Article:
Brush the ribbon roses with a few different shades of petal dust and pearl dust.

You can make some smaller ribbon flowers by rolling unfolded strips and pinching them in half to make shorter roses. This will make them smaller in diameter because there won't be a folded edge to make the top edge as wide.

Dust the pearls with pearl dust.

To pipe the pattern on, I'd use pink for a Valentine's design and change the little leaf pattern between the scallops and the roses to hearts:

Kara Buntin owns A Cake To Remember LLC,  online cake supplies at  www.acaketoremember.com and www.acaketoremember.etsy.com

Wednesday, January 4, 2017

State of the Cake Union For 2017

Things have definitely changed with cake decorating since I started in the business 20 years ago. In fact, it's all starting to be one of those blurs where you say to yourself "that happened five years ago? It seems like yesterday."

The past year was a bit of a calming-down period, as far as I can tell. The big "cake build-up" that started about 9 or 10 years ago (but maybe longer, like I said, I can't remember anymore) has died down. There aren't as many cake decorating shows on tv, and many of the people who were featured in those shows have moved on to other things. Some of them seem to be more interested in being judges on other tv shows, and some have started their own "cake education" websites.

That seemed to be the trend for 2016, and it will probably continue into 2017. Subscription-style websites where you sign up to get tutorials, video lessons, etc., and the person who runs it doesn't sell cakes to the public. Or rarely does. That's a different business model, though, and it doesn't really make sense to compare those types of businesses to a business that sells cakes to the public.

That's the big lesson that needs to be taken away. The cake decorating market has split into two separate industries. One is information-based, and one is product-based. The information-based businesses are selling products to other decorators, and the product-based businesses are selling actual cakes to actual clients. You need to be aware of which type of business you're dealing with if you're looking for inspiration on how to run a business. Looking at someone who's running an information-based business and saying "how are they doing things" isn't going to work if you're in a product-based area.

To complicate things a little more, there are the supply companies, like mine, that are product-based, but who don't sell cakes to the public. 2017 will be the first year that I'll sell no cakes at all, and will be operating online only. So there are basically three branches to this industry, with the information arm of it having been the one that's grown the most over the past few years.

Why the information-based arm has grown so much is directly related to the changes in the product-based arena. So many people entered the cake decorating arena in the past five or six years, competition has increased and created a buyer's market. That made it impossible for many people to create an actual income from cakes, so they diversified into the information area. How valid some of the information they're passing along is, is the issue.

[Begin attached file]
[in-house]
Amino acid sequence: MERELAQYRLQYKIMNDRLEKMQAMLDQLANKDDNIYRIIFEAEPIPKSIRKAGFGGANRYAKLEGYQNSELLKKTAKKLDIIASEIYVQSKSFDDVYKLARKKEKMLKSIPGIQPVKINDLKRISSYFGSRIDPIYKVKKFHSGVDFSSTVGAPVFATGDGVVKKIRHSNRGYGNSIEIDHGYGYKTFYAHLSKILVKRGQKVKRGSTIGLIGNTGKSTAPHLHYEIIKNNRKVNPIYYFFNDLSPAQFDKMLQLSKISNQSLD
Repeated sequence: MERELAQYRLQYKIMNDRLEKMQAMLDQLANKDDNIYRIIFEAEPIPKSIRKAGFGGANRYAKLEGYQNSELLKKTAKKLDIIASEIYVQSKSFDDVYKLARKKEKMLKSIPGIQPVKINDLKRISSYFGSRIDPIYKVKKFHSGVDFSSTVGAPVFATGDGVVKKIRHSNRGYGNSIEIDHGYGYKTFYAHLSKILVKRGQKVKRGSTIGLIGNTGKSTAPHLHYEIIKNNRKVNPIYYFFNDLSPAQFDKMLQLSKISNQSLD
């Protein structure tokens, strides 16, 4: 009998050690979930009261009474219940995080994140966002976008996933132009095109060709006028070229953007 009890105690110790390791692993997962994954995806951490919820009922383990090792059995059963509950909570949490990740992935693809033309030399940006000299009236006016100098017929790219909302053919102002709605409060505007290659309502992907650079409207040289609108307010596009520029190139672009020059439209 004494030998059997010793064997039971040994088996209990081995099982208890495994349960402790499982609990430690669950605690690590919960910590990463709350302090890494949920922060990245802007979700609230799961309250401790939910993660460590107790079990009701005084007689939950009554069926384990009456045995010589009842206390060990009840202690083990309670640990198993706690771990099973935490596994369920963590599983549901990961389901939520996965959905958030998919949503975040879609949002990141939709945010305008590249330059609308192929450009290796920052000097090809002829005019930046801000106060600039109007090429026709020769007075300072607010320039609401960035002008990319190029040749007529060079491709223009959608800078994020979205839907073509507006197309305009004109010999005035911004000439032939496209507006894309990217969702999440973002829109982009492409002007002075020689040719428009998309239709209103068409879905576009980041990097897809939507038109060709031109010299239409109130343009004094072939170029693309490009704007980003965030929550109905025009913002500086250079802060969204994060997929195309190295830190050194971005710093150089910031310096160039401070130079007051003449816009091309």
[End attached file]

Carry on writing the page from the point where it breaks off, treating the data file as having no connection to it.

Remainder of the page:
There's one person who claims to be a pricing expert who recently said that she wasn't making any money on cakes. She now works on other forms of income, including ad income from blogging about pricing cakes. I don't know what kind of advice she gives out about pricing, but maybe you should be careful about taking pricing advice from people who also say they're not making any money!

This just points out that there are a lot of information-based businesses that hand out information that isn't working for the person handing it out. If you do decide to take the advice of someone, make sure that they have a background in what they're talking about, and that they were actually SUCCESSFUL in that area. If I had a widget company that went bankrupt because I couldn't figure out how to make it work, I shouldn't be handing out advice about widget businesses. Just do your research before handing over your money. And make sure there's a money-back guarantee.

As far as the product-based business area goes, you do need to be careful with your pricing in the upcoming year (since we're on that subject). Since we're currently in a buyer's market, there's still a lot of cake cheapness going on, and people can generally find someone to make an elaborate cake for the cost of the ingredients plus $3 an hour for the decorator. This isn't good.

My summary for last year suggested diversifying your products, and I think that's still good advice. You need to be more sophisticated about your business these days since there's so much cake out there. It isn't enough to just post on facebook anymore, you need to understand your market and where your customers are coming from. Years ago there was a "cake lady" who everyone in one area would go to. Now there are fifty "cake ladies" and they're all competing for customers. You need to figure out why those customers should come to you, then figure out how to let them know about you and why they should be your clients.

Other resources are my pricing guide (yes, I made well more than a living wage every year so I know what I'm talking about on this one), and  Home Baking For Profit by Mimi Fix. For those of you who are saying "I can't afford to pay for that," I'll give you the typical "you can't afford NOT to get them" response. If you want your business to be successful, you need to invest in it, and invest in yourself. You have to know what you're doing, and figuring things out along the way isn't efficient. If you don't take your business seriously, nobody else will either.

So to sum up...For 2017, you're going to need to be aware of your goals and what you need to do to get to those goals. You'll have to be more aware of specifics and who you're buying from, and it's going to take some real planning to keep growing your business.

Kara Buntin owns A Cake To Remember LLC,  online cake supplies at  www.acaketoremember.com and www.acaketoremember.etsy.com